Re:Clarification of the role of ultrasonography, magnetic resonance imaging and conventional radiography in the ACR/EULAR 2010 rheumatoid arthritis classification criteria - comment to the article by Aletaha et al.
We thank Dr. Ostergaard for the comment on the mentioned article on the ACR/EULAR classification criteria. As co-authors on that manuscript, we confirm that all points mentioned by the authors are correct:
- Only patients with a clinical synovitis, which is not clearly better explained by another disease entity are eligible for testing.
- MRI and US may be used to determine a more complete joint involvement AFTER the patient has been found eligible.
- Classification is usually a procedure in early disease. However, some problems may occur in the rare scenario of classification attempts in late disease, as patients may have become inactive. For those patients with a long history, but without a documentation of the domains, a standard radiograph may be used (as correctly mentioned in the e-letter).
- In case a patient with established/late disease brings documentation on the domains that show active classifiable disease in the past, classification can also be made retrospectively.
Although these issues are mentioned in the manuscript, we agree that it is certainly very important to re-emphasize, as they are critical to a correct classification. In this regard it is also very important to again stress that the classification criteria do include several aspects of isease activity, and that therefore, if a patient is then well treated, they will become negative again. This is, similar to the previous criteria, NOT indicating that this patient does not have classified rheumatoid arthritis anymore.
Although, the construct of the new criteria will hopefully be a basis for classification of RA in the extended future, there is the possibility of amending these as new evidence is generated. This includes long term implications of MRI/US findings in patients with clear conventional radiographs, such as possibly evidenced by newer studies, some of which are cited by Dr Ostergaard.
One main objective of the classification committee was to provide criteria, which are to be usable world-wide, considering possible limited access to new imaging techniques or other, more advanced diagnostic tests, such as ACPA. The latter were therefore not asked for exclusively in the classification system. This thought on general feasibility should be kept in mind, even as hopefully convincing new evidence for new diagnostic markers comes along.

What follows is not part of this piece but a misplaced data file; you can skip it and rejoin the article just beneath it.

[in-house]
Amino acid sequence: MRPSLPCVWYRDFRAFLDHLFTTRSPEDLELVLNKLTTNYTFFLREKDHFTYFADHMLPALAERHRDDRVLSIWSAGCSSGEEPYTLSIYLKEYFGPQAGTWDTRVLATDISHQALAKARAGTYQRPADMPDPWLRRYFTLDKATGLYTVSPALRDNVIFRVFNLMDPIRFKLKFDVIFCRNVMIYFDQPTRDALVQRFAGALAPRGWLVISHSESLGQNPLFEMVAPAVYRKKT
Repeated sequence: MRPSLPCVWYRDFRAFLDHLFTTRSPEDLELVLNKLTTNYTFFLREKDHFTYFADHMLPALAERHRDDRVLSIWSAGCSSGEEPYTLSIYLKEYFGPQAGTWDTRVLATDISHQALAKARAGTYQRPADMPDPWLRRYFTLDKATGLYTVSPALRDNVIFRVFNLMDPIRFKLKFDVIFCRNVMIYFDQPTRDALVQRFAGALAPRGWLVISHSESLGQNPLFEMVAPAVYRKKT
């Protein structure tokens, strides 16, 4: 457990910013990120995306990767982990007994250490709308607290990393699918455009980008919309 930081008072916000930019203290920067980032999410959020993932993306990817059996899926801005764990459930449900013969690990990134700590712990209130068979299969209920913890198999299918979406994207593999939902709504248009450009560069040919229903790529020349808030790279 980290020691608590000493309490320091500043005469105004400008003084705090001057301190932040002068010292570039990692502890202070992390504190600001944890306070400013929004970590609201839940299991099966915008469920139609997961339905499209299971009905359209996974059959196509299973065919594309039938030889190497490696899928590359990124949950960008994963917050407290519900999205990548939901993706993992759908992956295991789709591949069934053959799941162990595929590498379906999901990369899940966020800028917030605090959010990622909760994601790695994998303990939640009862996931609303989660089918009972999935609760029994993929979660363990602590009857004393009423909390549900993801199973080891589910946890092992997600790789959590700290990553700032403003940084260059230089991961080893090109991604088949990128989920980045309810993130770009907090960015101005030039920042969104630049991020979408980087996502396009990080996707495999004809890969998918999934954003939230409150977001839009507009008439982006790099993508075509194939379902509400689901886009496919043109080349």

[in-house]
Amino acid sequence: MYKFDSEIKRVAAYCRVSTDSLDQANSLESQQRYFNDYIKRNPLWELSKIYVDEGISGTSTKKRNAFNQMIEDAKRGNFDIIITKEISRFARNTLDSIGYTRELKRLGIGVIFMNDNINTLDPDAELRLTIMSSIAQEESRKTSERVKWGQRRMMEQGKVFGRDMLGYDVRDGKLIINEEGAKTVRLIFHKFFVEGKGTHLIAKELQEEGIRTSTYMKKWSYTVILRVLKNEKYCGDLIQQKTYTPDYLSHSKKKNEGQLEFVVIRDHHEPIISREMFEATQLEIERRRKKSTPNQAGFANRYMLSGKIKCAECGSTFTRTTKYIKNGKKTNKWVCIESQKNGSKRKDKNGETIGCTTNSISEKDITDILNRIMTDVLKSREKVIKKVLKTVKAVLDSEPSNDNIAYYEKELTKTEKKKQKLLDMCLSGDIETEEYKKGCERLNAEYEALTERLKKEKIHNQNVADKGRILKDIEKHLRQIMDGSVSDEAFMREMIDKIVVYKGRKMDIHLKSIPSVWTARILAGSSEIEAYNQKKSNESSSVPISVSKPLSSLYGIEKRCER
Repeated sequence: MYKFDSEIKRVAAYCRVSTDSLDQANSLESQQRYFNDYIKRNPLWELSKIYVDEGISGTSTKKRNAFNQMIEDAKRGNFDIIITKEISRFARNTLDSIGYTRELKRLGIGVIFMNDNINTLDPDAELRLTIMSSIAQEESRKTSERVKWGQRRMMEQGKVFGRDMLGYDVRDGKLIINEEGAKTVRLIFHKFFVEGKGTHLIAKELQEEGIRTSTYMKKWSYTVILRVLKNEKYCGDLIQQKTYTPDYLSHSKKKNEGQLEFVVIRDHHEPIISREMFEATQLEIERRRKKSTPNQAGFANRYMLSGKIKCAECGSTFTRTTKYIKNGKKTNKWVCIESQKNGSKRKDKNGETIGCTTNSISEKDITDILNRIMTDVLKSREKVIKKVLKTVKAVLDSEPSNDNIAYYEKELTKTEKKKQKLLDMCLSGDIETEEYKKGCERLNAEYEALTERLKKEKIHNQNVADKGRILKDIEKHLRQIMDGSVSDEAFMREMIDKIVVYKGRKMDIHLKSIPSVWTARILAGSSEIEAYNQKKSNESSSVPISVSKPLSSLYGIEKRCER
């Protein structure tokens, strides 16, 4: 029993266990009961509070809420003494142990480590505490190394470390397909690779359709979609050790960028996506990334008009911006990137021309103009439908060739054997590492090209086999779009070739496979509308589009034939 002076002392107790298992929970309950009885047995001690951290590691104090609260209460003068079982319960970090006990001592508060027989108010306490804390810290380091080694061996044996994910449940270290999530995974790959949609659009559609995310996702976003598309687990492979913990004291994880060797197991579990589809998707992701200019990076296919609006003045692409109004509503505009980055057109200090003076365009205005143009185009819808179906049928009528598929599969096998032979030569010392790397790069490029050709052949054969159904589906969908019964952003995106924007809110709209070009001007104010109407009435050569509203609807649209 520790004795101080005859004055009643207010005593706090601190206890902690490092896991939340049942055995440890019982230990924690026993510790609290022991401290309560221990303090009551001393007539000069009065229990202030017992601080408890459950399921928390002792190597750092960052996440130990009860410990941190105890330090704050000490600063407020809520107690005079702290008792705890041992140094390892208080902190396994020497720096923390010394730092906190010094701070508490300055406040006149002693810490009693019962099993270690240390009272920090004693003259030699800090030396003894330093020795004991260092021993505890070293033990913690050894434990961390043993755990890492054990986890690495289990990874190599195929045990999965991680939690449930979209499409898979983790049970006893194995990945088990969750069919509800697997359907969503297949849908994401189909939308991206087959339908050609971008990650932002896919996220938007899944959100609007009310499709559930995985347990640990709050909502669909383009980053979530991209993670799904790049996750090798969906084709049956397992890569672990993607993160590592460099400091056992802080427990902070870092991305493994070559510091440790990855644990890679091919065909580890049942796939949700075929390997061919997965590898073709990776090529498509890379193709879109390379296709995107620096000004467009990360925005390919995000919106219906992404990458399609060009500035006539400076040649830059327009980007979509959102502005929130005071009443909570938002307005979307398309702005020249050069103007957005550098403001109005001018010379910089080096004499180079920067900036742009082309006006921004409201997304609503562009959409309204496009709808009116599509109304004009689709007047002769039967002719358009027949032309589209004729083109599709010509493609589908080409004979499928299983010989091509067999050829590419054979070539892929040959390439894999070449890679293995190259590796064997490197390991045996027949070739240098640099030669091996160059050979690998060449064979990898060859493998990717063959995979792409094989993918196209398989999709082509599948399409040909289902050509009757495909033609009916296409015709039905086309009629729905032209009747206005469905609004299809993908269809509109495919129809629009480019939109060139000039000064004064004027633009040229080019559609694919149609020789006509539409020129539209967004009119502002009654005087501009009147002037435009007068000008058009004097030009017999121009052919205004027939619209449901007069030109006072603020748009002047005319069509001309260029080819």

Clarification of the role of ultrasonography, magnetic resonance imaging and conventional radiography in the ACR/EULAR 2010 rheumatoid arthritis classification criteria - comment to the article by Aletaha et al.
With large enthusiasm I read the paper on the 2010 ACR/EULAR RA classification criteria,[1,2] which in the interest of our patients allow earlier diagnosis of rheumatoid arthritis (RA). I congratulate the authors for their hard and successfull work, which I am sure will benefit our patients.
Being interested in imaging methods and the way they can assist rheumatologists in improving the care of patients with RA, I have attended several presentations and/or discussions by various authors of the manuscript, incl. Professors Aletaha and Smolen. From these presentations/discussions the roles of imaging in the new criteria were clear and unambiguous. However, the published manuscript is less explicit on some areas, and the roles of imaging may seem more limited than the authors explained orally, eventhough it seems unlikely that the criteria have been changed. This has led to some confusion in the imaging field, which needs to be resolved.